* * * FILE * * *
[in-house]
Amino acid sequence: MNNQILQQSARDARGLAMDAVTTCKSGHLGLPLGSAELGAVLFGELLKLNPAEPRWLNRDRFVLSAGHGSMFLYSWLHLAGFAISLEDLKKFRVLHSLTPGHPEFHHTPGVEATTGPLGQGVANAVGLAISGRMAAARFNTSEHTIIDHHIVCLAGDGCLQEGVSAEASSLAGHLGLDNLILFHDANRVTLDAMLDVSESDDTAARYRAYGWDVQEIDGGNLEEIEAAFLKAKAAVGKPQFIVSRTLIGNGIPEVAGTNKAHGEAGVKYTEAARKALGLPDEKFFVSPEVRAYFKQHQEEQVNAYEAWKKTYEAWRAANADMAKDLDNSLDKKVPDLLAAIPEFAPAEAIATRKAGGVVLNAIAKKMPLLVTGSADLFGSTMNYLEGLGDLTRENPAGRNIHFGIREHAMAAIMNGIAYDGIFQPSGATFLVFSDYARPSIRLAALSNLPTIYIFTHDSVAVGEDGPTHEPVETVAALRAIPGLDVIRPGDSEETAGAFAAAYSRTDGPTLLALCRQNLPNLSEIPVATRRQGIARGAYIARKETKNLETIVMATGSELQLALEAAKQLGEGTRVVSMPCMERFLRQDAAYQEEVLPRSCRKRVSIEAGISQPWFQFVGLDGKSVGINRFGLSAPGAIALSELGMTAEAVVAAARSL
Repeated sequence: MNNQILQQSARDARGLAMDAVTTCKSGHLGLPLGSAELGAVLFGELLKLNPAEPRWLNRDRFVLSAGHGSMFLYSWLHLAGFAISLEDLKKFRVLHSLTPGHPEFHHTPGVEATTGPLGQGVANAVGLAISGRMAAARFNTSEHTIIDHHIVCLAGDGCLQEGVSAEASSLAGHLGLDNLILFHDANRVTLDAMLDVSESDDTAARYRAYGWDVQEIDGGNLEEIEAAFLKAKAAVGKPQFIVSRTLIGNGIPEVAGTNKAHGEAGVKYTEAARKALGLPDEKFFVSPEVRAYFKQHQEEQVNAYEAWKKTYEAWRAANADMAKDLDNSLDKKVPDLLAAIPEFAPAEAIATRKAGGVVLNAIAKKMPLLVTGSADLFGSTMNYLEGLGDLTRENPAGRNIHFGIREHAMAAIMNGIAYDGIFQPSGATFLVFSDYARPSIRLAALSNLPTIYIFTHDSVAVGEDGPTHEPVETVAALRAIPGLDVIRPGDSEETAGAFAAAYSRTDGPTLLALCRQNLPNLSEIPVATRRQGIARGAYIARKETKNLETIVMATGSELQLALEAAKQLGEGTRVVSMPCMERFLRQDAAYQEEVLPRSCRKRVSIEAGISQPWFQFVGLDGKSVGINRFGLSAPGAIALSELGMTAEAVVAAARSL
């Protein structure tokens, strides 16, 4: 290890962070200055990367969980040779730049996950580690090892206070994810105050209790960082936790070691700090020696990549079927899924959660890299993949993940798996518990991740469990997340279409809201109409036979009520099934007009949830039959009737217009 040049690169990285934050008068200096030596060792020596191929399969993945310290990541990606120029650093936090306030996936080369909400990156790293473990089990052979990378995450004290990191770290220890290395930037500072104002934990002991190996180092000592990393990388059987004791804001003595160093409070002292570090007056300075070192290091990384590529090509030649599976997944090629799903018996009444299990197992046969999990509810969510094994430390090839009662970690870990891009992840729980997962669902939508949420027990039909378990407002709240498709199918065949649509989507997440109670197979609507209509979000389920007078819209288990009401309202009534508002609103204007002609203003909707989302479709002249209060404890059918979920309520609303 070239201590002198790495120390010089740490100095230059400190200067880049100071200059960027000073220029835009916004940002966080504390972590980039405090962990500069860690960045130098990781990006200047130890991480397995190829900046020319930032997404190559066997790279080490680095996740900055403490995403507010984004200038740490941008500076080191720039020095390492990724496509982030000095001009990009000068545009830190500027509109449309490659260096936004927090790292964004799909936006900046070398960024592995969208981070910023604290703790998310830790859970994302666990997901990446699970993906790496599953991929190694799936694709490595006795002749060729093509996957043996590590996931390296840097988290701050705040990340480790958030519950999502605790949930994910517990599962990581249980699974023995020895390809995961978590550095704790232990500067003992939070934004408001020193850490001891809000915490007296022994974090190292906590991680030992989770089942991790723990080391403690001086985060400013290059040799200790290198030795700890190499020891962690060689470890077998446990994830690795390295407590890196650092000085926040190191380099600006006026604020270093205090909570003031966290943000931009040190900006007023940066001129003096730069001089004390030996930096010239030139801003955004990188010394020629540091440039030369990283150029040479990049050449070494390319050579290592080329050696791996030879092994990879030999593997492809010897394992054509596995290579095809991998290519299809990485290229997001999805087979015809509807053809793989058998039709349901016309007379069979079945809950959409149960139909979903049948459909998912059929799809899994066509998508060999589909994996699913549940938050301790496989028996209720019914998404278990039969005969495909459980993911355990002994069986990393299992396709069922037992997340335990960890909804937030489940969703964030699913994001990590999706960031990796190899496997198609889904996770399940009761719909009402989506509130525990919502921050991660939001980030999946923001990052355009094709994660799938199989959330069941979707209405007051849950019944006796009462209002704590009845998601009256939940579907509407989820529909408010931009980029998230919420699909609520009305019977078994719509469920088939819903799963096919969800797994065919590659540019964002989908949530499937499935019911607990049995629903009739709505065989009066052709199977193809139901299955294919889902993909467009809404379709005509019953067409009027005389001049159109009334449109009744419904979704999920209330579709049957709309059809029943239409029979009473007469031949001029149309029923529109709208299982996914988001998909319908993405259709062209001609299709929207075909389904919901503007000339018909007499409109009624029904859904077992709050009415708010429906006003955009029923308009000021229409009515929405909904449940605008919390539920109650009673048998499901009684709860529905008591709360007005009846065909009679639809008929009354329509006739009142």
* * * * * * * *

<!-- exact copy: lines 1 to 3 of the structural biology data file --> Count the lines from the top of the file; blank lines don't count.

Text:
[in-house]
Amino acid sequence: MNNQILQQSARDARGLAMDAVTTCKSGHLGLPLGSAELGAVLFGELLKLNPAEPRWLNRDRFVLSAGHGSMFLYSWLHLAGFAISLEDLKKFRVLHSLTPGHPEFHHTPGVEATTGPLGQGVANAVGLAISGRMAAARFNTSEHTIIDHHIVCLAGDGCLQEGVSAEASSLAGHLGLDNLILFHDANRVTLDAMLDVSESDDTAARYRAYGWDVQEIDGGNLEEIEAAFLKAKAAVGKPQFIVSRTLIGNGIPEVAGTNKAHGEAGVKYTEAARKALGLPDEKFFVSPEVRAYFKQHQEEQVNAYEAWKKTYEAWRAANADMAKDLDNSLDKKVPDLLAAIPEFAPAEAIATRKAGGVVLNAIAKKMPLLVTGSADLFGSTMNYLEGLGDLTRENPAGRNIHFGIREHAMAAIMNGIAYDGIFQPSGATFLVFSDYARPSIRLAALSNLPTIYIFTHDSVAVGEDGPTHEPVETVAALRAIPGLDVIRPGDSEETAGAFAAAYSRTDGPTLLALCRQNLPNLSEIPVATRRQGIARGAYIARKETKNLETIVMATGSELQLALEAAKQLGEGTRVVSMPCMERFLRQDAAYQEEVLPRSCRKRVSIEAGISQPWFQFVGLDGKSVGINRFGLSAPGAIALSELGMTAEAVVAAARSL
Repeated sequence: MNNQILQQSARDARGLAMDAVTTCKSGHLGLPLGSAELGAVLFGELLKLNPAEPRWLNRDRFVLSAGHGSMFLYSWLHLAGFAISLEDLKKFRVLHSLTPGHPEFHHTPGVEATTGPLGQGVANAVGLAISGRMAAARFNTSEHTIIDHHIVCLAGDGCLQEGVSAEASSLAGHLGLDNLILFHDANRVTLDAMLDVSESDDTAARYRAYGWDVQEIDGGNLEEIEAAFLKAKAAVGKPQFIVSRTLIGNGIPEVAGTNKAHGEAGVKYTEAARKALGLPDEKFFVSPEVRAYFKQHQEEQVNAYEAWKKTYEAWRAANADMAKDLDNSLDKKVPDLLAAIPEFAPAEAIATRKAGGVVLNAIAKKMPLLVTGSADLFGSTMNYLEGLGDLTRENPAGRNIHFGIREHAMAAIMNGIAYDGIFQPSGATFLVFSDYARPSIRLAALSNLPTIYIFTHDSVAVGEDGPTHEPVETVAALRAIPGLDVIRPGDSEETAGAFAAAYSRTDGPTLLALCRQNLPNLSEIPVATRRQGIARGAYIARKETKNLETIVMATGSELQLALEAAKQLGEGTRVVSMPCMERFLRQDAAYQEEVLPRSCRKRVSIEAGISQPWFQFVGLDGKSVGINRFGLSAPGAIALSELGMTAEAVVAAARSL